An interesting position, very similar to Lucena, is when the attacker's pawn is on the sixth rank with his king in front of it. If Black plays carefully and checks from the side he can draw, but in practice the defender mucks it up 80% of the time.
After this lesson, hopefully you and I will never muck up this defense. :)
1. The defender's rook must be on the long side and his king on the short side.
2. The defender's rook must be at least 3 files away.
3. The defender's king must be only 1 file away, on the 6th or 7th rank.
Black to play. Aronian-Carlsen, Moscow 2006. This should be a draw, but Carlsen accidently allowed the White king to advance. This is a common mistake. 73...Ra7+? 74.Ke8! and Carlsen resigned. Much better was 73...Kg6=, preventing an advance and holding the draw.
Black to play. Sorin-Deumie, France 2004. Black's rook is already well-positioned, so a proper move might be 74...Kg6. Instead, Deumie blundered with 74...Kg8? and lost to 75.Kf6! This is a typical won position where the White rook will cut-off, skewer, or mate the Black king. The moral of the story is to keep your king on the 6th or 7th rank to hold a draw.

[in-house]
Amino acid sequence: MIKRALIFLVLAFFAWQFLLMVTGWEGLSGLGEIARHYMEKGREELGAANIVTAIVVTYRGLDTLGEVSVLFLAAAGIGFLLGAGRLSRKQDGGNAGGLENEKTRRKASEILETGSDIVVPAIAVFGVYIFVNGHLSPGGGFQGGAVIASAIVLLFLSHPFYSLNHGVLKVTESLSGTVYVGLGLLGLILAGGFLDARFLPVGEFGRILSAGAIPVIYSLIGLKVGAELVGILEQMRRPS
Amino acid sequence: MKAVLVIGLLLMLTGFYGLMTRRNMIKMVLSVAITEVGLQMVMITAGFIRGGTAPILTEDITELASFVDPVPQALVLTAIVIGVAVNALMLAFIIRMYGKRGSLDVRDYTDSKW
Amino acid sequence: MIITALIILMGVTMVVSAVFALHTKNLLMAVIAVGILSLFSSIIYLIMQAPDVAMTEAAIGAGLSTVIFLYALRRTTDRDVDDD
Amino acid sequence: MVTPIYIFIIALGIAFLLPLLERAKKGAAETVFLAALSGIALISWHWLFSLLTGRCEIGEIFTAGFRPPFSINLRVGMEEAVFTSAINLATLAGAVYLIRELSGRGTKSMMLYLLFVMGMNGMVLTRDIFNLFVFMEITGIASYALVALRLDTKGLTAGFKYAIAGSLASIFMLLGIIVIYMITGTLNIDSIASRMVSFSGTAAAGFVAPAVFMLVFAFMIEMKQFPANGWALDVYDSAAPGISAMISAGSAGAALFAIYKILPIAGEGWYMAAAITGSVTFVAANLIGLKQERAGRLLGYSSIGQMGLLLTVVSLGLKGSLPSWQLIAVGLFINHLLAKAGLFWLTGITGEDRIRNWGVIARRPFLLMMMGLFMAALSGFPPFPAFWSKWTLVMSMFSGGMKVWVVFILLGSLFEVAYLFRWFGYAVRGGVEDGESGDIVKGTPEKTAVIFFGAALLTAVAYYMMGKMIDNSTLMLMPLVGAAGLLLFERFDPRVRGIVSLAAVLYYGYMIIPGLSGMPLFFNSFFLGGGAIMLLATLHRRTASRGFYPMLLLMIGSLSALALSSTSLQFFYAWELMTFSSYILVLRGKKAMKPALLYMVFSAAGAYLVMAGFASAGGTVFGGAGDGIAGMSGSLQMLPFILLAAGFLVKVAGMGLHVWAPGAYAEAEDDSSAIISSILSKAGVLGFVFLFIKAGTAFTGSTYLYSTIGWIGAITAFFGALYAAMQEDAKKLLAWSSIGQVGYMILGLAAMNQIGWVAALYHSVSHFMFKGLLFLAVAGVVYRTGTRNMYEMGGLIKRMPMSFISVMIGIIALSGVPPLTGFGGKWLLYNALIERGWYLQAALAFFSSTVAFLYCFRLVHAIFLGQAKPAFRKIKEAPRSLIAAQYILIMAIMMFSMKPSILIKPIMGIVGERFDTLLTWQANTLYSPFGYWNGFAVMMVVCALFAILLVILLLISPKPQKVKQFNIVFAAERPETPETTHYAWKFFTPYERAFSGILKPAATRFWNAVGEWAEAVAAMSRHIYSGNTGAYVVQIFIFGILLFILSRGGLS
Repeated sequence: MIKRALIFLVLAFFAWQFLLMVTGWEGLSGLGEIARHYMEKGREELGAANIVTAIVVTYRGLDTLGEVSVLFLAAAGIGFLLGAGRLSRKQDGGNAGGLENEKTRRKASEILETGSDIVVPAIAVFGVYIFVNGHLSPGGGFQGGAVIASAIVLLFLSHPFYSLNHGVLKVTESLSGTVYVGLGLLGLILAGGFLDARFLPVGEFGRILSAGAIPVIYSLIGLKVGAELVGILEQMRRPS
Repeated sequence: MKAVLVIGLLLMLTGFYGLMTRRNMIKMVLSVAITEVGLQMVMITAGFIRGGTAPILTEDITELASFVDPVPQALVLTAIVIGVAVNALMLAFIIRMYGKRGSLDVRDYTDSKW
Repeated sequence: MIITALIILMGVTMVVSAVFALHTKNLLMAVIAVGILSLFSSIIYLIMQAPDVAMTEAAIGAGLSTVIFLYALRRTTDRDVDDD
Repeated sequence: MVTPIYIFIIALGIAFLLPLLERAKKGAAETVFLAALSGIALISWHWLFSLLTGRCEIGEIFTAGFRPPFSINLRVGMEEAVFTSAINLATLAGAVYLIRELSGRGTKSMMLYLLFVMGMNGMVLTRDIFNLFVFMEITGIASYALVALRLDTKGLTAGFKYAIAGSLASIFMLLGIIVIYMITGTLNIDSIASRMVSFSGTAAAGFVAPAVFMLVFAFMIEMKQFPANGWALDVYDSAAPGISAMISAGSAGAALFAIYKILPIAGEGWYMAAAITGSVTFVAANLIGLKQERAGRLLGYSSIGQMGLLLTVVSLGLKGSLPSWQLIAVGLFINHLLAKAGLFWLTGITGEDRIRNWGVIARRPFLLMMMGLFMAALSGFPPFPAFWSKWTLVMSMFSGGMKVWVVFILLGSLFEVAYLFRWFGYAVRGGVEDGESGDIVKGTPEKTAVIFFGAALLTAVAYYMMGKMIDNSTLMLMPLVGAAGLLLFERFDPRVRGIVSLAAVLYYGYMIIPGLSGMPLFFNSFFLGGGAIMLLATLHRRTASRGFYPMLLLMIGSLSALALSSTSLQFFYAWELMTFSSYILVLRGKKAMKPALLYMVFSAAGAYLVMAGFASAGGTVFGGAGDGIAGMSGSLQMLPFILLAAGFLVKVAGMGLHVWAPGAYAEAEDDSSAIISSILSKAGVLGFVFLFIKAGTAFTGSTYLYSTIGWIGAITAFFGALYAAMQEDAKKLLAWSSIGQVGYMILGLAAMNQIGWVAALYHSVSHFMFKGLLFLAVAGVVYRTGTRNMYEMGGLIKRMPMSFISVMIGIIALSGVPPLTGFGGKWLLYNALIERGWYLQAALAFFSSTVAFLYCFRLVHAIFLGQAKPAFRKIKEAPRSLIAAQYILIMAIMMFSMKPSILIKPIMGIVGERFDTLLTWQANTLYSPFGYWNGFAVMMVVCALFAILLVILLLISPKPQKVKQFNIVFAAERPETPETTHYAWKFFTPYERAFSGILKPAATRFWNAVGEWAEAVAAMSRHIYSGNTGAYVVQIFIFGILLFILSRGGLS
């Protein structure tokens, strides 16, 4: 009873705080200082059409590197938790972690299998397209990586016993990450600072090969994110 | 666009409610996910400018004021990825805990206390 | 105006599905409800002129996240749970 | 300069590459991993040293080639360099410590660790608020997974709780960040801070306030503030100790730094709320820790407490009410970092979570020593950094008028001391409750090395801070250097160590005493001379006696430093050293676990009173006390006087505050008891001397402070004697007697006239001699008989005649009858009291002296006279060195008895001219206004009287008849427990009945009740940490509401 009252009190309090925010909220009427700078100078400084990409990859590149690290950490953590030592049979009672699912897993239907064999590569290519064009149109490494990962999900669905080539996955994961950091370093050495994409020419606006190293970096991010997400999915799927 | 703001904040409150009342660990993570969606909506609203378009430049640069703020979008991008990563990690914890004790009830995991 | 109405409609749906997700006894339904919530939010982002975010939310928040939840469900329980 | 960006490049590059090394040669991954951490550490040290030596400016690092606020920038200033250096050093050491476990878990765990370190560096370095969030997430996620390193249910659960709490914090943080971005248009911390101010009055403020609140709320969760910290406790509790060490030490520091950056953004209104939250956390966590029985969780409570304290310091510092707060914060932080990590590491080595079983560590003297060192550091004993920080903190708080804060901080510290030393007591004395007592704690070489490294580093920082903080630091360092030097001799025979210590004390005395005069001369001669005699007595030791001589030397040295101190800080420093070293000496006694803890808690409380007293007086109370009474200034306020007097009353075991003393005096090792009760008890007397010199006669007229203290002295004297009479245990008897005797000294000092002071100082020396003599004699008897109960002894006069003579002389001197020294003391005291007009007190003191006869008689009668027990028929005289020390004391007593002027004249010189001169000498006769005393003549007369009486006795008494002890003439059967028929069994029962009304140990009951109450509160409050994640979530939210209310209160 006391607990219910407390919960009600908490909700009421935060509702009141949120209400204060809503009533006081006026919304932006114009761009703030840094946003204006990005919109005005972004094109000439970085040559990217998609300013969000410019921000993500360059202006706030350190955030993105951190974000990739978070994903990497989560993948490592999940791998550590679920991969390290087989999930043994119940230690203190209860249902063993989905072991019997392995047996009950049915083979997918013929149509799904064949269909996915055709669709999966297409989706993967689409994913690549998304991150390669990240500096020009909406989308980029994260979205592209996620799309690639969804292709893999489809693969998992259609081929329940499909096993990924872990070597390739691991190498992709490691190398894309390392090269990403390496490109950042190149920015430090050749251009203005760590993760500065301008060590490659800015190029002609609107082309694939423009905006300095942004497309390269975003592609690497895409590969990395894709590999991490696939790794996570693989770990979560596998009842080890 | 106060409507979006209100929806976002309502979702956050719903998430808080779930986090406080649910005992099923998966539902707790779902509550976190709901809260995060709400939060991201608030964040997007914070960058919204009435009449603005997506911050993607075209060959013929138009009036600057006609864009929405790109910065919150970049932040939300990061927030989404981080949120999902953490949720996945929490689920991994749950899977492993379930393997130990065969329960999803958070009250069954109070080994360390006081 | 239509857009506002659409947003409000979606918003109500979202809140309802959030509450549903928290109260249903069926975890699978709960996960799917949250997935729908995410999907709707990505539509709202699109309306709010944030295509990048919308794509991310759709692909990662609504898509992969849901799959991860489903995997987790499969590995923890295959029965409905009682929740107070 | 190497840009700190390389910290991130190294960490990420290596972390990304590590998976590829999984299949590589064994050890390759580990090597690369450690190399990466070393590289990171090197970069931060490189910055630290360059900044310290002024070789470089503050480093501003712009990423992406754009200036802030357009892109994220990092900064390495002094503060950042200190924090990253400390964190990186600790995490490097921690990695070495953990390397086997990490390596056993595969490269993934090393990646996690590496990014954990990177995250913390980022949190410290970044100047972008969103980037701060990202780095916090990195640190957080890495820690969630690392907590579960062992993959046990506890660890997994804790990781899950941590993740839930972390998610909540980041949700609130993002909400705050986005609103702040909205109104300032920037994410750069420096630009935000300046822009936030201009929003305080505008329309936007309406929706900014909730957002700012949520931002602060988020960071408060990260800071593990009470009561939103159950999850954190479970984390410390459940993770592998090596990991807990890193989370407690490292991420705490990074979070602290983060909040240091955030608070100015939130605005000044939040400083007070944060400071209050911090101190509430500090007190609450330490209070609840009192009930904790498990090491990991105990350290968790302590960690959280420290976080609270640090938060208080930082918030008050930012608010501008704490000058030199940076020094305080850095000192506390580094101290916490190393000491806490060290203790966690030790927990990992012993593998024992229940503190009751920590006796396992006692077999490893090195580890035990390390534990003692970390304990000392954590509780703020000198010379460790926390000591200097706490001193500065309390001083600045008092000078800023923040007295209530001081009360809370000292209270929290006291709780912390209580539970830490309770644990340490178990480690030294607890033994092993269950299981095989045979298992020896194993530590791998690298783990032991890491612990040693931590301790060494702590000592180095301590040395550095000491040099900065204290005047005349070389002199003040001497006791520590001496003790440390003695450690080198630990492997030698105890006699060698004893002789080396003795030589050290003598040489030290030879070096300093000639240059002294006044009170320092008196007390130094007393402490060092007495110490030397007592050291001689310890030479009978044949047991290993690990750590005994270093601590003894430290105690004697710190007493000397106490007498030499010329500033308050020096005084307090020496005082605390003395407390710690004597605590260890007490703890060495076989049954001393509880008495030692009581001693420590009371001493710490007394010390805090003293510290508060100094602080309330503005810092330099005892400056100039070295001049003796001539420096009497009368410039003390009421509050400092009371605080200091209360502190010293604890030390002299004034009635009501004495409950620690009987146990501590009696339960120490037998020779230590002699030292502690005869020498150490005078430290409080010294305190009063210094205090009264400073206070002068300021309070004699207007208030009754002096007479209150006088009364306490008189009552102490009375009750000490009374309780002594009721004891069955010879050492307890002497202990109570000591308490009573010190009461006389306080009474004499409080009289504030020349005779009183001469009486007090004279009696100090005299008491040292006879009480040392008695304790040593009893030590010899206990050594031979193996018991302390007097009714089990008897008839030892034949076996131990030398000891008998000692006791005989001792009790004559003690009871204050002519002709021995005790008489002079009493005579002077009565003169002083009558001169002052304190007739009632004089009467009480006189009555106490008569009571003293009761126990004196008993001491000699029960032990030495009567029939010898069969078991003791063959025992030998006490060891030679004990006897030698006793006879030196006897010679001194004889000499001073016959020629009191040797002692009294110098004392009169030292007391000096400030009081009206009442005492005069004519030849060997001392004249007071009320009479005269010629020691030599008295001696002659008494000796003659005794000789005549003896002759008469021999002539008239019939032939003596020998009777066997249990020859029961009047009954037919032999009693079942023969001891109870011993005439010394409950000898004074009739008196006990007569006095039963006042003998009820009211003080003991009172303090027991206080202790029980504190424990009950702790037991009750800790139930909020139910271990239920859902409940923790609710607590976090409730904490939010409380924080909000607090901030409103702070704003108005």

This time we focused on the hard part... proper defense. Next time I will show you how an attacker can exploit a defender's mistakes to obtain victory.
Black to move. Kosten-Scrholl, Austria 2003. Here Black made the dubious decision to check from below with 93...Rd2+?. White advanced with 94.Ke8! and soon won. Much better here was 93...Ra8, preventing an advance and holding the draw.
Black to move. Jablonski-Bouton, France 2003. Here Jablonski comes up with the 'bright idea' to attack from above with 68...Rd8. Continuing to attack from the side with 68...Rh8 is the only move that draws. Trying to get fancy loses.
Black to move. Feletar-Mrkonjic, Kaposvar 2001. After fighting courageously for 20 moves, Mrkonjic played 81...Rg8? This loses because now there is no longer 3 files between his rook and the pawn. The White king approaches the rook and soon wins.